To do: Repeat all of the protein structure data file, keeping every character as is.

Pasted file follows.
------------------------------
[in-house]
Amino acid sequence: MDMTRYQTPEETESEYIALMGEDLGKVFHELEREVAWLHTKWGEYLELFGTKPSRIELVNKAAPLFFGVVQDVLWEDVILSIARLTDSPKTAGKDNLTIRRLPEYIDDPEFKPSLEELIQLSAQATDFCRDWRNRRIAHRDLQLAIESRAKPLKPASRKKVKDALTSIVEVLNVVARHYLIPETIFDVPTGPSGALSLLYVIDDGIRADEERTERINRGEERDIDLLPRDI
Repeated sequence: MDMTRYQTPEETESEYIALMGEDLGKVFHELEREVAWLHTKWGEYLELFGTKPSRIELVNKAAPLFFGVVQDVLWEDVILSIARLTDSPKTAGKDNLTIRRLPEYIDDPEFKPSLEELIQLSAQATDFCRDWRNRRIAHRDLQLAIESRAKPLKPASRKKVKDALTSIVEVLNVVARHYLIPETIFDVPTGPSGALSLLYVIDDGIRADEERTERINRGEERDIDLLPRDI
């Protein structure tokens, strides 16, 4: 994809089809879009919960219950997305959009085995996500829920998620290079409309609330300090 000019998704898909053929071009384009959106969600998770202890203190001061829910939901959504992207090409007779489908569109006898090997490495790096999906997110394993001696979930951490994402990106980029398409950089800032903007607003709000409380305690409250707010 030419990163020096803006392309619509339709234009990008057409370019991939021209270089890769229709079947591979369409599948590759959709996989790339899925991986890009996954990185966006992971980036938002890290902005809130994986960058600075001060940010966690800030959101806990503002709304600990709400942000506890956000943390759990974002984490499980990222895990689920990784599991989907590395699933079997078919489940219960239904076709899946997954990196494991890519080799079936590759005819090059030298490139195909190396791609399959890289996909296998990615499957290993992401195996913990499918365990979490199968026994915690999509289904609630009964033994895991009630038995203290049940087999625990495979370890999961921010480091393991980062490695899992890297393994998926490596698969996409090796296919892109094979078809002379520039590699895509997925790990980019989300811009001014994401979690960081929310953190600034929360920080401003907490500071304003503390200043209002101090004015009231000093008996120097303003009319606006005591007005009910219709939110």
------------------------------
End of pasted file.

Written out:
[in-house]
Amino acid sequence: MDMTRYQTPEETESEYIALMGEDLGKVFHELEREVAWLHTKWGEYLELFGTKPSRIELVNKAAPLFFGVVQDVLWEDVILSIARLTDSPKTAGKDNLTIRRLPEYIDDPEFKPSLEELIQLSAQATDFCRDWRNRRIAHRDLQLAIESRAKPLKPASRKKVKDALTSIVEVLNVVARHYLIPETIFDVPTGPSGALSLLYVIDDGIRADEERTERINRGEERDIDLLPRDI
Repeated sequence: MDMTRYQTPEETESEYIALMGEDLGKVFHELEREVAWLHTKWGEYLELFGTKPSRIELVNKAAPLFFGVVQDVLWEDVILSIARLTDSPKTAGKDNLTIRRLPEYIDDPEFKPSLEELIQLSAQATDFCRDWRNRRIAHRDLQLAIESRAKPLKPASRKKVKDALTSIVEVLNVVARHYLIPETIFDVPTGPSGALSLLYVIDDGIRADEERTERINRGEERDIDLLPRDI
């Protein structure tokens, strides 16, 4: 994809089809879009919960219950997305959009085995996500829920998620290079409309609330300090 000019998704898909053929071009384009959106969600998770202890203190001061829910939901959504992207090409007779489908569109006898090997490495790096999906997110394993001696979930951490994402990106980029398409950089800032903007607003709000409380305690409250707010 030419990163020096803006392309619509339709234009990008057409370019991939021209270089890769229709079947591979369409599948590759959709996989790339899925991986890009996954990185966006992971980036938002890290902005809130994986960058600075001060940010966690800030959101806990503002709304600990709400942000506890956000943390759990974002984490499980990222895990689920990784599991989907590395699933079997078919489940219960239904076709899946997954990196494991890519080799079936590759005819090059030298490139195909190396791609399959890289996909296998990615499957290993992401195996913990499918365990979490199968026994915690999509289904609630009964033994895991009630038995203290049940087999625990495979370890999961921010480091393991980062490695899992890297393994998926490596698969996409090796296919892109094979078809002379520039590699895509997925790990980019989300811009001014994401979690960081929310953190600034929360920080401003907490500071304003503390200043209002101090004015009231000093008996120097303003009319606006005591007005009910219709939110």